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Little boy playing with wooden numbers at nursery

Child Development: Alter Your Expectations

As a parent, I often remind myself not to compare my daughter to other children. Everyone develops at different times and each journey is unique. My toddler is not as physically adventurous as some of her younger friends. While they are scaling the sides of the couch and jumping off chairs, she stands on the small step at the threshold of our door and asks for my hand. I’ve also noticed that watching other kids do things often motivates her to be a little braver. She has ventured onto the wooden playground boat and tried the slide, just because she saw her best friend having fun.

I know that she is healthy, and I have no concerns about her motor skills development, so I remind myself that it’s no big deal if she doesn’t know how to climb ladders and shimmy down a set of stairs just yet. But as I am trying not to pressure her to achieve physical milestones, I recently realized—I may be underestimating her abilities in other areas.

While I have been so focused on not pushing her and allowing her to develop at her own pace, I think I may have convinced myself that she is too young to understand other things. Even though she is not a daredevil, she seems to be going through a rapid stage of language development right now.

My daughter loves books. She is always pretending to read and pointing at words. Recently, my mother has been watching her during the day, and I have been amazed at how much she has learned. Things that I never would have imagined my 19-month-old could master. She is actually able to point to different letters and name a corresponding word. “C…cat, M…mom, D….dad.” And this is all because my mom spent a few sessions with her going over letters and words.

Not to be outdone, my father has been working on turning my daughter into a card shark. He taught her how to match the numbers and images (and identify the important ones—she can now pick out the aces and face cards and name them correctly most of the time). Maybe she will be a professional poker player someday.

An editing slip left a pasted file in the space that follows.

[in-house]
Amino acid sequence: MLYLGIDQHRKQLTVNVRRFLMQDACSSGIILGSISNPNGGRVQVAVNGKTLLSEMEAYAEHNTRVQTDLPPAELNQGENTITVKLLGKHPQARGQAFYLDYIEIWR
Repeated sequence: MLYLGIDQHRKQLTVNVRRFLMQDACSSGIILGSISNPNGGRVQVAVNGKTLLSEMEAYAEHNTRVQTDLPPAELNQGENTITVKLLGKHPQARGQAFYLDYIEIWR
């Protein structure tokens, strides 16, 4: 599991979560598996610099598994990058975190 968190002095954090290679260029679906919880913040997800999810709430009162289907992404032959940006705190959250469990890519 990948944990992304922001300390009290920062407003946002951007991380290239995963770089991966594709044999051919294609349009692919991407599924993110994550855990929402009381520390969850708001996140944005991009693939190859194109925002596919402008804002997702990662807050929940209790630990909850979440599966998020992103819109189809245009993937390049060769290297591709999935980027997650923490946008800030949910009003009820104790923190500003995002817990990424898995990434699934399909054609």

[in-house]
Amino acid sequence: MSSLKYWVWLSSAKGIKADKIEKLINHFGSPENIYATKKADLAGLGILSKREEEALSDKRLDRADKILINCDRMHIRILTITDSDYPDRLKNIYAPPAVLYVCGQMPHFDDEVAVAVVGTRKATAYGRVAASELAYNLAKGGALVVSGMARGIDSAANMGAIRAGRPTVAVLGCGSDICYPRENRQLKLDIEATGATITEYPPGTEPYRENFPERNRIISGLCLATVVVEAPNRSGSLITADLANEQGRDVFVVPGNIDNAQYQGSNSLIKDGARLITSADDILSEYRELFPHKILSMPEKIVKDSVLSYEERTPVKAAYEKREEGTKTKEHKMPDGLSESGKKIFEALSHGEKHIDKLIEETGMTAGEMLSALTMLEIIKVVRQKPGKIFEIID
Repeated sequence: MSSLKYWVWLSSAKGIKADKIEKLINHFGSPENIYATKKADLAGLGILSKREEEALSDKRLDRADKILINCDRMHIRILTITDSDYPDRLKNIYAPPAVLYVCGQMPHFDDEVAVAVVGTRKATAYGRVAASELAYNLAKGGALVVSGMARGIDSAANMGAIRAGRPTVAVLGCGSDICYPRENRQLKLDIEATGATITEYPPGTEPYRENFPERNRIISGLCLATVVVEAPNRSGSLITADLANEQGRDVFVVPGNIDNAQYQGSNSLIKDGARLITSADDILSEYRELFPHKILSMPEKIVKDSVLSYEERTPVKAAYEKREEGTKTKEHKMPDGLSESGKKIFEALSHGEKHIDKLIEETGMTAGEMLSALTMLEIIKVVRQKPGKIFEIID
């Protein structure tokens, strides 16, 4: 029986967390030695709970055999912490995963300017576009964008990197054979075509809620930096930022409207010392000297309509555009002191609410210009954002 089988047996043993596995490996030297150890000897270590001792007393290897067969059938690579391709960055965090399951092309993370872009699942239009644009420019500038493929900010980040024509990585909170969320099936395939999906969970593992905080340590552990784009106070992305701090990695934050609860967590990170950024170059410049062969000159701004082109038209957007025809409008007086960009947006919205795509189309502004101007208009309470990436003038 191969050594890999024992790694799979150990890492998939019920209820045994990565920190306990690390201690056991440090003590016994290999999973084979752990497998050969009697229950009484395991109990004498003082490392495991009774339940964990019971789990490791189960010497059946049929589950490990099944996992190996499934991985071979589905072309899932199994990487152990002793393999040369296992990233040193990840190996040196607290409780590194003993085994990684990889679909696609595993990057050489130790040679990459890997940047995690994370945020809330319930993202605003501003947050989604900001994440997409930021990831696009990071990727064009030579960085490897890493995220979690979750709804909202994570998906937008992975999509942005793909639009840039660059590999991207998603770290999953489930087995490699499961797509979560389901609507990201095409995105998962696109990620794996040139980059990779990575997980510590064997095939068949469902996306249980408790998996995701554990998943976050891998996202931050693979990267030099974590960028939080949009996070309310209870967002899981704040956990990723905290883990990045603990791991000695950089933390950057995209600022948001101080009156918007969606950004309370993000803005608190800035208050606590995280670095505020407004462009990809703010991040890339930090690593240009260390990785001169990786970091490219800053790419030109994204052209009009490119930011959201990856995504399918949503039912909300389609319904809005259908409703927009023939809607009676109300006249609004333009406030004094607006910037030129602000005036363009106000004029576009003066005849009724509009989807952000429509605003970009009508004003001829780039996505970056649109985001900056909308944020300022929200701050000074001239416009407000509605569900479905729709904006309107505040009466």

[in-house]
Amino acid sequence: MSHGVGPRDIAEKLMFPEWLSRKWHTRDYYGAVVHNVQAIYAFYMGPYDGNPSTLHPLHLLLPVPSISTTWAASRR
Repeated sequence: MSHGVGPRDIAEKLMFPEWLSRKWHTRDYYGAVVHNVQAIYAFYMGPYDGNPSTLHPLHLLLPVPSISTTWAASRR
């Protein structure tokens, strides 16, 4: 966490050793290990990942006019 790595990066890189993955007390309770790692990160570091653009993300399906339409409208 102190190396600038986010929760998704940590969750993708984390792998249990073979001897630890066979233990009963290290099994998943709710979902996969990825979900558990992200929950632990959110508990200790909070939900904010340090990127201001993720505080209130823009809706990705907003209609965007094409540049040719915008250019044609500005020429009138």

Watching her with my parents has highlighted how true it is that toddlers are little sponges, soaking up everything you say and do. It has also taught me that you can make just about any activity a teaching moment if you try. I will continue to be mindful about comparing her to others and having expectations for her development, but I’m no longer going to assume a concept or task is out of her reach. I’m going to embrace a mindset of “Let’s try it, and see…”

If you have questions about your child’s development, contact your pediatrician.

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About Danielle Vigueria

About Danielle  Vigueria Danielle Vigueria is a new mom, step-mom, wife, and freelance writer. She has a Bachelor of Arts in English from the University of Virginia and a Master of Professional Studies in publishing from George Washington University. She recently traded her beach life in coastal Virginia for the mountains of Idaho. When she isn’t writing, Danielle relaxes by hanging out with her family, reading lots of YA fiction, and watching the deer wander in her backyard.